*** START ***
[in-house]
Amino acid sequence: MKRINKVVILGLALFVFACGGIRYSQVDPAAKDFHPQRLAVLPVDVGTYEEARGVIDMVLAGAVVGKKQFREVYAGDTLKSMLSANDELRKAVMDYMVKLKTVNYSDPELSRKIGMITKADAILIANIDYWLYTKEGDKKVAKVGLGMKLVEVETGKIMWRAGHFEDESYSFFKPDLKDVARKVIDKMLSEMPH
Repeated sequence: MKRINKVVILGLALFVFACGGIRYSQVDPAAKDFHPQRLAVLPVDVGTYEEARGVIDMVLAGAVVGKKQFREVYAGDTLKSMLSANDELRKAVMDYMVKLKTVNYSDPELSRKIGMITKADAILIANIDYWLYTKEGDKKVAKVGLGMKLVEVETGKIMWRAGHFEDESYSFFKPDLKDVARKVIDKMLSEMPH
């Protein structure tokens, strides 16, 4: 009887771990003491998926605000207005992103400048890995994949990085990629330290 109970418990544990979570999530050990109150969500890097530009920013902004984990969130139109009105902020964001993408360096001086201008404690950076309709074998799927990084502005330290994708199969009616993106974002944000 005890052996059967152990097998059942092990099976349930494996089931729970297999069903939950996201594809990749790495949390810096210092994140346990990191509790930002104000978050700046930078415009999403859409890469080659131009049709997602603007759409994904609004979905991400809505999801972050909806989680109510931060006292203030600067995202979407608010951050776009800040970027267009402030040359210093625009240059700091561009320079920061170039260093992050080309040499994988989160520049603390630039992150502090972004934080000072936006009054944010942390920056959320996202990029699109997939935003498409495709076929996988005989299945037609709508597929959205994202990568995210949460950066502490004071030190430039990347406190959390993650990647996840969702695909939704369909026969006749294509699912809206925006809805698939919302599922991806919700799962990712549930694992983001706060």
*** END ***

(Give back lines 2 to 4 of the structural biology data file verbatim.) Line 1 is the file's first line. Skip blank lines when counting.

Amino acid sequence: MKRINKVVILGLALFVFACGGIRYSQVDPAAKDFHPQRLAVLPVDVGTYEEARGVIDMVLAGAVVGKKQFREVYAGDTLKSMLSANDELRKAVMDYMVKLKTVNYSDPELSRKIGMITKADAILIANIDYWLYTKEGDKKVAKVGLGMKLVEVETGKIMWRAGHFEDESYSFFKPDLKDVARKVIDKMLSEMPH
Repeated sequence: MKRINKVVILGLALFVFACGGIRYSQVDPAAKDFHPQRLAVLPVDVGTYEEARGVIDMVLAGAVVGKKQFREVYAGDTLKSMLSANDELRKAVMDYMVKLKTVNYSDPELSRKIGMITKADAILIANIDYWLYTKEGDKKVAKVGLGMKLVEVETGKIMWRAGHFEDESYSFFKPDLKDVARKVIDKMLSEMPH
């Protein structure tokens, strides 16, 4: 009887771990003491998926605000207005992103400048890995994949990085990629330290 109970418990544990979570999530050990109150969500890097530009920013902004984990969130139109009105902020964001993408360096001086201008404690950076309709074998799927990084502005330290994708199969009616993106974002944000 005890052996059967152990097998059942092990099976349930494996089931729970297999069903939950996201594809990749790495949390810096210092994140346990990191509790930002104000978050700046930078415009999403859409890469080659131009049709997602603007759409994904609004979905991400809505999801972050909806989680109510931060006292203030600067995202979407608010951050776009800040970027267009402030040359210093625009240059700091561009320079920061170039260093992050080309040499994988989160520049603390630039992150502090972004934080000072936006009054944010942390920056959320996202990029699109997939935003498409495709076929996988005989299945037609709508597929959205994202990568995210949460950066502490004071030190430039990347406190959390993650990647996840969702695909939704369909026969006749294509699912809206925006809805698939919302599922991806919700799962990712549930694992983001706060």